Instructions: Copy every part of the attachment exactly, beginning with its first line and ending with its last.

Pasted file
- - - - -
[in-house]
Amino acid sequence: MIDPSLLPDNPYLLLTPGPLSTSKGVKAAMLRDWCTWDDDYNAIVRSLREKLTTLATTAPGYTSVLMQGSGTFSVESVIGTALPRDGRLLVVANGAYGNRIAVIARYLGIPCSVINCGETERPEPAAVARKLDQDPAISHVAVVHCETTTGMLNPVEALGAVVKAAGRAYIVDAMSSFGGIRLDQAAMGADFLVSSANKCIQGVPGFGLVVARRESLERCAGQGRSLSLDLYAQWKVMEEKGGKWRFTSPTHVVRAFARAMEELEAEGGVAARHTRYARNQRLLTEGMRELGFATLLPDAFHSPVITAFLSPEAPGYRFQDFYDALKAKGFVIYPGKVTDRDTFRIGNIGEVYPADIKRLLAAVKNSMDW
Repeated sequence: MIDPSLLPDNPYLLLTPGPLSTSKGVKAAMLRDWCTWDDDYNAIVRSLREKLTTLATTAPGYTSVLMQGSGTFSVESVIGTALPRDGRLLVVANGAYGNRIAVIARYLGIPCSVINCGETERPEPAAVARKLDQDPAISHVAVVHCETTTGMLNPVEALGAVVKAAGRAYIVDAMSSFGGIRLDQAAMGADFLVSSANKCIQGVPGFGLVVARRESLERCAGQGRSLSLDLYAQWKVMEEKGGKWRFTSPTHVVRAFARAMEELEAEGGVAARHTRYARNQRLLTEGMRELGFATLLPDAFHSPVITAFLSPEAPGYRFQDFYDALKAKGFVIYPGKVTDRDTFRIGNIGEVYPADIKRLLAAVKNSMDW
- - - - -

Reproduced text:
[in-house]
Amino acid sequence: MIDPSLLPDNPYLLLTPGPLSTSKGVKAAMLRDWCTWDDDYNAIVRSLREKLTTLATTAPGYTSVLMQGSGTFSVESVIGTALPRDGRLLVVANGAYGNRIAVIARYLGIPCSVINCGETERPEPAAVARKLDQDPAISHVAVVHCETTTGMLNPVEALGAVVKAAGRAYIVDAMSSFGGIRLDQAAMGADFLVSSANKCIQGVPGFGLVVARRESLERCAGQGRSLSLDLYAQWKVMEEKGGKWRFTSPTHVVRAFARAMEELEAEGGVAARHTRYARNQRLLTEGMRELGFATLLPDAFHSPVITAFLSPEAPGYRFQDFYDALKAKGFVIYPGKVTDRDTFRIGNIGEVYPADIKRLLAAVKNSMDW
Repeated sequence: MIDPSLLPDNPYLLLTPGPLSTSKGVKAAMLRDWCTWDDDYNAIVRSLREKLTTLATTAPGYTSVLMQGSGTFSVESVIGTALPRDGRLLVVANGAYGNRIAVIARYLGIPCSVINCGETERPEPAAVARKLDQDPAISHVAVVHCETTTGMLNPVEALGAVVKAAGRAYIVDAMSSFGGIRLDQAAMGADFLVSSANKCIQGVPGFGLVVARRESLERCAGQGRSLSLDLYAQWKVMEEKGGKWRFTSPTHVVRAFARAMEELEAEGGVAARHTRYARNQRLLTEGMRELGFATLLPDAFHSPVITAFLSPEAPGYRFQDFYDALKAKGFVIYPGKVTDRDTFRIGNIGEVYPADIKRLLAAVKNSMDW